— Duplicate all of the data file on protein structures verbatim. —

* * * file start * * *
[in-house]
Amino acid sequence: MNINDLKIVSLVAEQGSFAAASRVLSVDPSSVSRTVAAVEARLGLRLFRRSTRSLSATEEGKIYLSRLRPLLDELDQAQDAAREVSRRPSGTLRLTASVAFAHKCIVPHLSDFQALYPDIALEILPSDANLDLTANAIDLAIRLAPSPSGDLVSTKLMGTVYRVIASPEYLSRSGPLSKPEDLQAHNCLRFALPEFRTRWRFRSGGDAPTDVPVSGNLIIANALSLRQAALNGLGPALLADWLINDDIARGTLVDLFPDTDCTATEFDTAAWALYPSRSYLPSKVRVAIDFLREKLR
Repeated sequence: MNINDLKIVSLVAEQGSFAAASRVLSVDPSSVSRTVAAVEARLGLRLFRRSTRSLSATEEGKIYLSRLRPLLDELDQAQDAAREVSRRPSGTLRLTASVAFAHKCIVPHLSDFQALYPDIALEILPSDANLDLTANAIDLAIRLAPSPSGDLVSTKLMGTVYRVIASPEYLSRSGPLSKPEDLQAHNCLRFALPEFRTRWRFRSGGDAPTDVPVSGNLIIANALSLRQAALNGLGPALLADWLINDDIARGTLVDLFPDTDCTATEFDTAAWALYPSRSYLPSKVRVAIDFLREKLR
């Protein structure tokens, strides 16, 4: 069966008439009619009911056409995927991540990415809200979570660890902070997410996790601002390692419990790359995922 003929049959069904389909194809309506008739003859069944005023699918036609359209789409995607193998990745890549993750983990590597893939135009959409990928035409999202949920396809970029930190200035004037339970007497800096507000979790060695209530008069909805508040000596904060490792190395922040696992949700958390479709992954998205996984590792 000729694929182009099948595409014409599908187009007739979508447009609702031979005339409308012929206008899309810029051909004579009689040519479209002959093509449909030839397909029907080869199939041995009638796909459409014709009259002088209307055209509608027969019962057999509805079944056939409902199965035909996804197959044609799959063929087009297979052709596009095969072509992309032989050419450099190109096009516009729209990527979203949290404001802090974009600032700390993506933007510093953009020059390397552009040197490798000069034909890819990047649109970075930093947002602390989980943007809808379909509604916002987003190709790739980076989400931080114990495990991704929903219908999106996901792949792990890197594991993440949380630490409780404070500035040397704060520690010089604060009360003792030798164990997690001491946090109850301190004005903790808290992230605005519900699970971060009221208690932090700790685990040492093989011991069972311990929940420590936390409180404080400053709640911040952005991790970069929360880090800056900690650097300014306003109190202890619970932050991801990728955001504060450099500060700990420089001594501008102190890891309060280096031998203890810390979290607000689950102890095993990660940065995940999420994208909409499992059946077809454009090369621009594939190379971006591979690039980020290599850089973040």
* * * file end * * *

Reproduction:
[in-house]
Amino acid sequence: MNINDLKIVSLVAEQGSFAAASRVLSVDPSSVSRTVAAVEARLGLRLFRRSTRSLSATEEGKIYLSRLRPLLDELDQAQDAAREVSRRPSGTLRLTASVAFAHKCIVPHLSDFQALYPDIALEILPSDANLDLTANAIDLAIRLAPSPSGDLVSTKLMGTVYRVIASPEYLSRSGPLSKPEDLQAHNCLRFALPEFRTRWRFRSGGDAPTDVPVSGNLIIANALSLRQAALNGLGPALLADWLINDDIARGTLVDLFPDTDCTATEFDTAAWALYPSRSYLPSKVRVAIDFLREKLR
Repeated sequence: MNINDLKIVSLVAEQGSFAAASRVLSVDPSSVSRTVAAVEARLGLRLFRRSTRSLSATEEGKIYLSRLRPLLDELDQAQDAAREVSRRPSGTLRLTASVAFAHKCIVPHLSDFQALYPDIALEILPSDANLDLTANAIDLAIRLAPSPSGDLVSTKLMGTVYRVIASPEYLSRSGPLSKPEDLQAHNCLRFALPEFRTRWRFRSGGDAPTDVPVSGNLIIANALSLRQAALNGLGPALLADWLINDDIARGTLVDLFPDTDCTATEFDTAAWALYPSRSYLPSKVRVAIDFLREKLR
């Protein structure tokens, strides 16, 4: 069966008439009619009911056409995927991540990415809200979570660890902070997410996790601002390692419990790359995922 003929049959069904389909194809309506008739003859069944005023699918036609359209789409995607193998990745890549993750983990590597893939135009959409990928035409999202949920396809970029930190200035004037339970007497800096507000979790060695209530008069909805508040000596904060490792190395922040696992949700958390479709992954998205996984590792 000729694929182009099948595409014409599908187009007739979508447009609702031979005339409308012929206008899309810029051909004579009689040519479209002959093509449909030839397909029907080869199939041995009638796909459409014709009259002088209307055209509608027969019962057999509805079944056939409902199965035909996804197959044609799959063929087009297979052709596009095969072509992309032989050419450099190109096009516009729209990527979203949290404001802090974009600032700390993506933007510093953009020059390397552009040197490798000069034909890819990047649109970075930093947002602390989980943007809808379909509604916002987003190709790739980076989400931080114990495990991704929903219908999106996901792949792990890197594991993440949380630490409780404070500035040397704060520690010089604060009360003792030798164990997690001491946090109850301190004005903790808290992230605005519900699970971060009221208690932090700790685990040492093989011991069972311990929940420590936390409180404080400053709640911040952005991790970069929360880090800056900690650097300014306003109190202890619970932050991801990728955001504060450099500060700990420089001594501008102190890891309060280096031998203890810390979290607000689950102890095993990660940065995940999420994208909409499992059946077809454009090369621009594939190379971006591979690039980020290599850089973040």